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How to find out if a galaxy is in a specific cluster

How to find out if a galaxy is in a specific cluster


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I am trying to find out how to find out if a certain galaxy is located inside a cluster. For the famous ones this is quite easy (sometimes even on wikipedia!), but I haven't been able to do it for some less-known galaxies. I have tried to look them up on Simbad, but I couldn't find it written down anywhere (even for the ones I know to be in clusters). Also generic "googling" has not helped me. Do you have any suggestions?


Your question is not specific, so I'm afraid the answer is general too.

Using Simbad/NED check to see what observations/survey data exists for you galaxies. Almost all large galaxy surveys, and a lot of smaller ones, have corresponding "environment catalogues" where the galaxies are associated to their corresponding group. By cross-matching the coordinates (ra,dec) and redshift (or v) of your galaxies with the members of groups and clusters in one or more of these catalogues you should be able to find a match.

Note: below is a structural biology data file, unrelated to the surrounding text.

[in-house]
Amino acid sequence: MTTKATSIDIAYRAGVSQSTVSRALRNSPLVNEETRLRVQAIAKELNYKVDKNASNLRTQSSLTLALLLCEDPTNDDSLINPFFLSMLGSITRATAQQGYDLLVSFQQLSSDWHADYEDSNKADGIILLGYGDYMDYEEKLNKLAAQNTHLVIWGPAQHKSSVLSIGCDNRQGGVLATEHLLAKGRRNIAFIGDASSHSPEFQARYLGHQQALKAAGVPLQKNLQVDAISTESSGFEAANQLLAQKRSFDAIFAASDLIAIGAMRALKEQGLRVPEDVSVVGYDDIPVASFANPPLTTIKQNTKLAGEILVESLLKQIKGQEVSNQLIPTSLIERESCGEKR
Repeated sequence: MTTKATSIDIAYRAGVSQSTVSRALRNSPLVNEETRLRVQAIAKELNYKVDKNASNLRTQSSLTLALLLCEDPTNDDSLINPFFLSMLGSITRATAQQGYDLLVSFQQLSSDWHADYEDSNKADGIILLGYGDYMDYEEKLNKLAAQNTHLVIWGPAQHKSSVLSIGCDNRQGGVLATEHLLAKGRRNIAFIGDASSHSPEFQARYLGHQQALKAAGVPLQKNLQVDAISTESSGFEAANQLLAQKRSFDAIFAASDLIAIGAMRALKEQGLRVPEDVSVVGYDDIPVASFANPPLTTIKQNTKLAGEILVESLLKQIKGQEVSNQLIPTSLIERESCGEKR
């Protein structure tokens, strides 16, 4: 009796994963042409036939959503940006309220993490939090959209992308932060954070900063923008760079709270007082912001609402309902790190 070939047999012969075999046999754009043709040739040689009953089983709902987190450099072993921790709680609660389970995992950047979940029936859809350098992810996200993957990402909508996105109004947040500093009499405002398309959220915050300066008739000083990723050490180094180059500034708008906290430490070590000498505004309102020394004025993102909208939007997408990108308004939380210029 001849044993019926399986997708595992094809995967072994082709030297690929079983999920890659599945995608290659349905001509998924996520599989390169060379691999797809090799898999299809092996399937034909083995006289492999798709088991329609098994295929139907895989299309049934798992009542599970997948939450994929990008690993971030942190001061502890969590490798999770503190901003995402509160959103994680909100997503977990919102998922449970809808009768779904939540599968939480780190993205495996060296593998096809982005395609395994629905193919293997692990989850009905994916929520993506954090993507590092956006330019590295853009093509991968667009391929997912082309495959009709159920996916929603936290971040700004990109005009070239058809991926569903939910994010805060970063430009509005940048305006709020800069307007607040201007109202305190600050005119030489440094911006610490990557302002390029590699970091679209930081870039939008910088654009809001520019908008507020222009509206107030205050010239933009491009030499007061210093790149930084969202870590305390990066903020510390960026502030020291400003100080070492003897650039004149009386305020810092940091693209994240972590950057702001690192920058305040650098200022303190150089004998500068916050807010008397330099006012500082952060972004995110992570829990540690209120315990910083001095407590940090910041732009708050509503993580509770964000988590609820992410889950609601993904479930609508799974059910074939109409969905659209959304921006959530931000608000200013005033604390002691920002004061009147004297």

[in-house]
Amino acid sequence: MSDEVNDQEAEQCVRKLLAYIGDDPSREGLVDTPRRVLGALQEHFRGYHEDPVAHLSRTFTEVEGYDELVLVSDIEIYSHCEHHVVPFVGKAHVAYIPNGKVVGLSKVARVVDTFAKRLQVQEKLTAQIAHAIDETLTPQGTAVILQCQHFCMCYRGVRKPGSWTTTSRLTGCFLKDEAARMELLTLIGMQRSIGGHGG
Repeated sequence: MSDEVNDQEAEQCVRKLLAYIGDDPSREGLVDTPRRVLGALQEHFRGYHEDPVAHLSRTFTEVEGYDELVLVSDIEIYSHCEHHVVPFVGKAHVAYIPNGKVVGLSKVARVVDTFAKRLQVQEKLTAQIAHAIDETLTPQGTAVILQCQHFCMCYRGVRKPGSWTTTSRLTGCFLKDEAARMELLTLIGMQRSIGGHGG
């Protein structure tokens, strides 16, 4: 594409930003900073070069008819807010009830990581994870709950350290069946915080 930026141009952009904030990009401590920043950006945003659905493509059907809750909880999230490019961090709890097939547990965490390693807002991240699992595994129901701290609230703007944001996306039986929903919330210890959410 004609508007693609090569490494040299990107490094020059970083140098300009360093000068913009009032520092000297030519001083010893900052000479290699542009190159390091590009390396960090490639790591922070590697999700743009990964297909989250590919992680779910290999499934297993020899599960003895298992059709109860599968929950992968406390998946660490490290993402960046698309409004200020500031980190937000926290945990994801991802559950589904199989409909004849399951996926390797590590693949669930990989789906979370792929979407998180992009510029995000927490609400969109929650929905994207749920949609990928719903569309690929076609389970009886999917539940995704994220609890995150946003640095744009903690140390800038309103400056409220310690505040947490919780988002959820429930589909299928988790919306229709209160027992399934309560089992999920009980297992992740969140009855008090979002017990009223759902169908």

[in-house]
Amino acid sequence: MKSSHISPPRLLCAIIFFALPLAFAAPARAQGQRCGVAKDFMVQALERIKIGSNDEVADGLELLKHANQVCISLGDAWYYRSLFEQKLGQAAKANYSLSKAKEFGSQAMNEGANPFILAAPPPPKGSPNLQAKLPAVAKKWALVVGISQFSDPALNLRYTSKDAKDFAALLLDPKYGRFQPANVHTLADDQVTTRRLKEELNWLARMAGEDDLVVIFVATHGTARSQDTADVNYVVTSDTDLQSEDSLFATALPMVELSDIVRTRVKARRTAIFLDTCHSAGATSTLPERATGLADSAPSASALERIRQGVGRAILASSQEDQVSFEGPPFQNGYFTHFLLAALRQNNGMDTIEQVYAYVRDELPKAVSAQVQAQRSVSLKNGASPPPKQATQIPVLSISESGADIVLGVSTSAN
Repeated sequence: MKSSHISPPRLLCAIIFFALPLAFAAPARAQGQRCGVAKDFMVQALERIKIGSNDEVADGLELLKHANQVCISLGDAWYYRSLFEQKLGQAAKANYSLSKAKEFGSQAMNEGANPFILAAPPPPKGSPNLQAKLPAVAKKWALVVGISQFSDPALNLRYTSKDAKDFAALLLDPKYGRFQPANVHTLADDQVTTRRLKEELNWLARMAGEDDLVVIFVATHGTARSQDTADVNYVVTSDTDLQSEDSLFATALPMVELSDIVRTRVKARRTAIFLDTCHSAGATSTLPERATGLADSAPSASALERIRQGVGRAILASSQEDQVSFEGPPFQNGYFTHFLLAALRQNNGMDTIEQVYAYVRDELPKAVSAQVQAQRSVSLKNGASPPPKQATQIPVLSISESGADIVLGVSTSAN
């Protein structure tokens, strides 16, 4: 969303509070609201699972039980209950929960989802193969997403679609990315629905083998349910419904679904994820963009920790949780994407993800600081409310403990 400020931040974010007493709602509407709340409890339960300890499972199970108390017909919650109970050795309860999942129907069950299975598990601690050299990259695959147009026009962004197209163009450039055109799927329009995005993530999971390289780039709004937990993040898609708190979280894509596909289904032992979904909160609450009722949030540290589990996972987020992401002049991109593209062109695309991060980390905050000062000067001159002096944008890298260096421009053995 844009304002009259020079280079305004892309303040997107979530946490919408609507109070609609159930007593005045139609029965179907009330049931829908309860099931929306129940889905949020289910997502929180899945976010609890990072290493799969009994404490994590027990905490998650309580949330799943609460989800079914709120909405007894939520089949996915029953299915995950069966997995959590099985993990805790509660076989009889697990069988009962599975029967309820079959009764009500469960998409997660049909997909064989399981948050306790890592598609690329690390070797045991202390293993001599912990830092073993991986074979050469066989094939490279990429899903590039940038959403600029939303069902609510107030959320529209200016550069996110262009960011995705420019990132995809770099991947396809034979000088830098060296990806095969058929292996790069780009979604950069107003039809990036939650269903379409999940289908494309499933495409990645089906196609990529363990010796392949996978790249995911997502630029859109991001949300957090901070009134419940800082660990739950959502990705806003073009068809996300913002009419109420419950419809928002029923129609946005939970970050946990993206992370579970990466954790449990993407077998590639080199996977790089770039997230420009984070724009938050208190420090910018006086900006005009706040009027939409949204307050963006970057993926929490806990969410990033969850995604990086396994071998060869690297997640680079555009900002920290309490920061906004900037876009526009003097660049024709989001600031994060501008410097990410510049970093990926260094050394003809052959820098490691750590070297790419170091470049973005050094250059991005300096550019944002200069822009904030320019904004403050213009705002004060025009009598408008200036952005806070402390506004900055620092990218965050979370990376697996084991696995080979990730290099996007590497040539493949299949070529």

First: You can use all galaxies in the line of sight of the cluster to construct their color-magnitude diagram. Those galaxies on the Red Sequence are more likely to be in the cluster (not always true).

Second: You should be able to determine their redshift, and compare with the mean cluster redshift. To be able to make cut, see next step.

Third: You should run some algorithms in order to see whether the redshifts/velocities you have are within the clusters mean velocity dispersion (usually in the clustercentric-velocity space), as used in these papers for example: https://arxiv.org/pdf/1601.06080.pdf
http://adsabs.harvard.edu/full/1996ApJ… 473… 670F


You want to use NED (NASA Extragalactic Database) rather than SIMBAD, since the former has more galaxy- and cluster-specific information.

I'm going to assume you have a reasonably accurate position for your galaxy as well as its redshift (in km/s). The basic idea is to identify candidate galaxy clusters which are close enough to your galaxy on the sky and in redshift so that the galaxy could potentially be a member of one of them.

  1. Determine what angular radius $R$ corresponds to 1 or 2 megaparsecs at the redshift of your galaxy (e.g., using Ned Wright's Cosmology Calculator)